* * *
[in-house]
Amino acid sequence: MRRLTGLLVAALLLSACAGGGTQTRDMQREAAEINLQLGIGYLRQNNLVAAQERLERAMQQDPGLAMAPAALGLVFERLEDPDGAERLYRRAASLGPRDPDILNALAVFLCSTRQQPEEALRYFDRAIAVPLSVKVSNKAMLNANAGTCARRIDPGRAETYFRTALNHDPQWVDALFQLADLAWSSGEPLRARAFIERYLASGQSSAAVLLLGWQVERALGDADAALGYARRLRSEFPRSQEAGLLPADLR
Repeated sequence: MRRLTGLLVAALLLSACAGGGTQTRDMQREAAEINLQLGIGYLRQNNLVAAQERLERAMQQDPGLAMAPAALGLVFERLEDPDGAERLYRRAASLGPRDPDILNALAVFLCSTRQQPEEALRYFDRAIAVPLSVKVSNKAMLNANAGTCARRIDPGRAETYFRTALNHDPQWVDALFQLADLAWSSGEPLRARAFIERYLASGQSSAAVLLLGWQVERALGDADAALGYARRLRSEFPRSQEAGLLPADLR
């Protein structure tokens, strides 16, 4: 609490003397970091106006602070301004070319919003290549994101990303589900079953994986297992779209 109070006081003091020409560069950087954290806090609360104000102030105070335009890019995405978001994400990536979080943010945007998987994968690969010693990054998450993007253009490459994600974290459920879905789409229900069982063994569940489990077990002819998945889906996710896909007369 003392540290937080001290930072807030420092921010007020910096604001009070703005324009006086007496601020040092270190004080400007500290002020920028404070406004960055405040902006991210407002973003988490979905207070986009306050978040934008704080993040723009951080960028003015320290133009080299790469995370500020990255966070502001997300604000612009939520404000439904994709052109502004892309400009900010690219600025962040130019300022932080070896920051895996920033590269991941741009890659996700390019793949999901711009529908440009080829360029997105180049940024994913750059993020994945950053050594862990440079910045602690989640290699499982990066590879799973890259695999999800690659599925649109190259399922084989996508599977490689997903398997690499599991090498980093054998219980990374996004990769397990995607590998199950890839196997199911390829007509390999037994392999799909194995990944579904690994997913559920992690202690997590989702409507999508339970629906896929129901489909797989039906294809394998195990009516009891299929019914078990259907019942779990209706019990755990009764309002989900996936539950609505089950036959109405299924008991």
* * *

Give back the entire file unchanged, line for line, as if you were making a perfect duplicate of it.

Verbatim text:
[in-house]
Amino acid sequence: MRRLTGLLVAALLLSACAGGGTQTRDMQREAAEINLQLGIGYLRQNNLVAAQERLERAMQQDPGLAMAPAALGLVFERLEDPDGAERLYRRAASLGPRDPDILNALAVFLCSTRQQPEEALRYFDRAIAVPLSVKVSNKAMLNANAGTCARRIDPGRAETYFRTALNHDPQWVDALFQLADLAWSSGEPLRARAFIERYLASGQSSAAVLLLGWQVERALGDADAALGYARRLRSEFPRSQEAGLLPADLR
Repeated sequence: MRRLTGLLVAALLLSACAGGGTQTRDMQREAAEINLQLGIGYLRQNNLVAAQERLERAMQQDPGLAMAPAALGLVFERLEDPDGAERLYRRAASLGPRDPDILNALAVFLCSTRQQPEEALRYFDRAIAVPLSVKVSNKAMLNANAGTCARRIDPGRAETYFRTALNHDPQWVDALFQLADLAWSSGEPLRARAFIERYLASGQSSAAVLLLGWQVERALGDADAALGYARRLRSEFPRSQEAGLLPADLR
């Protein structure tokens, strides 16, 4: 609490003397970091106006602070301004070319919003290549994101990303589900079953994986297992779209 109070006081003091020409560069950087954290806090609360104000102030105070335009890019995405978001994400990536979080943010945007998987994968690969010693990054998450993007253009490459994600974290459920879905789409229900069982063994569940489990077990002819998945889906996710896909007369 003392540290937080001290930072807030420092921010007020910096604001009070703005324009006086007496601020040092270190004080400007500290002020920028404070406004960055405040902006991210407002973003988490979905207070986009306050978040934008704080993040723009951080960028003015320290133009080299790469995370500020990255966070502001997300604000612009939520404000439904994709052109502004892309400009900010690219600025962040130019300022932080070896920051895996920033590269991941741009890659996700390019793949999901711009529908440009080829360029997105180049940024994913750059993020994945950053050594862990440079910045602690989640290699499982990066590879799973890259695999999800690659599925649109190259399922084989996508599977490689997903398997690499599991090498980093054998219980990374996004990769397990995607590998199950890839196997199911390829007509390999037994392999799909194995990944579904690994997913559920992690202690997590989702409507999508339970629906896929129901489909797989039906294809394998195990009516009891299929019914078990259907019942779990209706019990755990009764309002989900996936539950609505089950036959109405299924008991």